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Research Papers: Multiphase Flows

Investigation of the Behavior of Ventilated Supercavities

[+] Author and Article Information
E. Kawakami

 University of Minnesota, Saint Anthony Falls Laboratory, 2 Third Ave. SE Minneapolis, MN 55414kawa0054@umn.edu

R. E. A. Arndt

 University of Minnesota, Saint Anthony Falls Laboratory, 2 Third Ave. SE Minneapolis, MN 55414arndt001@umn.edu

According to Franc and Michel [4], pulsating cavities depend on the ratio σc /σv , the inverse of the ratio used by Paryshev [6].

J. Fluids Eng 133(9), 091305 (Sep 15, 2011) (11 pages) doi:10.1115/1.4004911 History: Received May 20, 2011; Revised August 16, 2011; Published September 15, 2011; Online September 15, 2011

A study has been carried out to determine various aspects of the flow physics of a supercavitating vehicle at the Saint Anthony Falls Laboratory (SAFL). For the experimental work presented here, artificial supercavitation behind a sharp-edged disk was investigated for various model configurations. Results regarding supercavity shape, closure, and ventilation requirements versus Froude number are presented. Conducting experiments in water tunnels introduces blockage effects that are not present in nature. As a result, effects related to flow choking must also be considered. Two methods for computing ventilated cavitation number were compared, the first based on direct measurement of pressure and velocity, and the second technique based on measured cavity geometry and the use of previous numerical results. The results obtained are similar in character to previously reported data, but differ in measured numerical values. An attempt is made to correlate results from water tunnel experiments, where blockage has a significant effect, to an unbounded open flow. Supercavitation parameters, especially the minimum obtainable cavitation number are strongly affected by tunnel blockage.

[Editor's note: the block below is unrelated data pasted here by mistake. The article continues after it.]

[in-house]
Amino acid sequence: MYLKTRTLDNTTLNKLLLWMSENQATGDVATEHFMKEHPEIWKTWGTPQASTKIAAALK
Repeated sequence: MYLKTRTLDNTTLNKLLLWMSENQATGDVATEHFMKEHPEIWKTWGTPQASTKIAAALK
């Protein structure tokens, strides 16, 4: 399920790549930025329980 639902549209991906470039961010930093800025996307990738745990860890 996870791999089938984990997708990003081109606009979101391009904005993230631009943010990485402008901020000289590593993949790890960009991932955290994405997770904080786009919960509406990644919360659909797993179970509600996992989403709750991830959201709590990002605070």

Copyright © 2011 by American Society of Mechanical Engineers
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References

Figures

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Figure 1

Example of supercavitation observed in the Saint Anthony Falls Laboratory water tunnel, Wosnik [1]

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Figure 2

Air entrainment data for both disks and struts. Cavitation number computations were refined using data of Brennen [8]. From Wosnik [5].

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Figure 3

Typical entrainment curve, obtained experimentally, for a cavity formed behind a given disc at a given speed (Campbell and Hilborne [5], originally reported by Swanson and O’Neill [9])

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Figure 4

SAFL water tunnel schematic

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Figure 5

Forward facing model schematic

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Figure 6

Top: Typical cavity observed with forward facing model. Bottom: Scheme of deformation of cavity, which is ended by two vortex cords [10].

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Figure 7

Backward facing model schematic

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Figure 8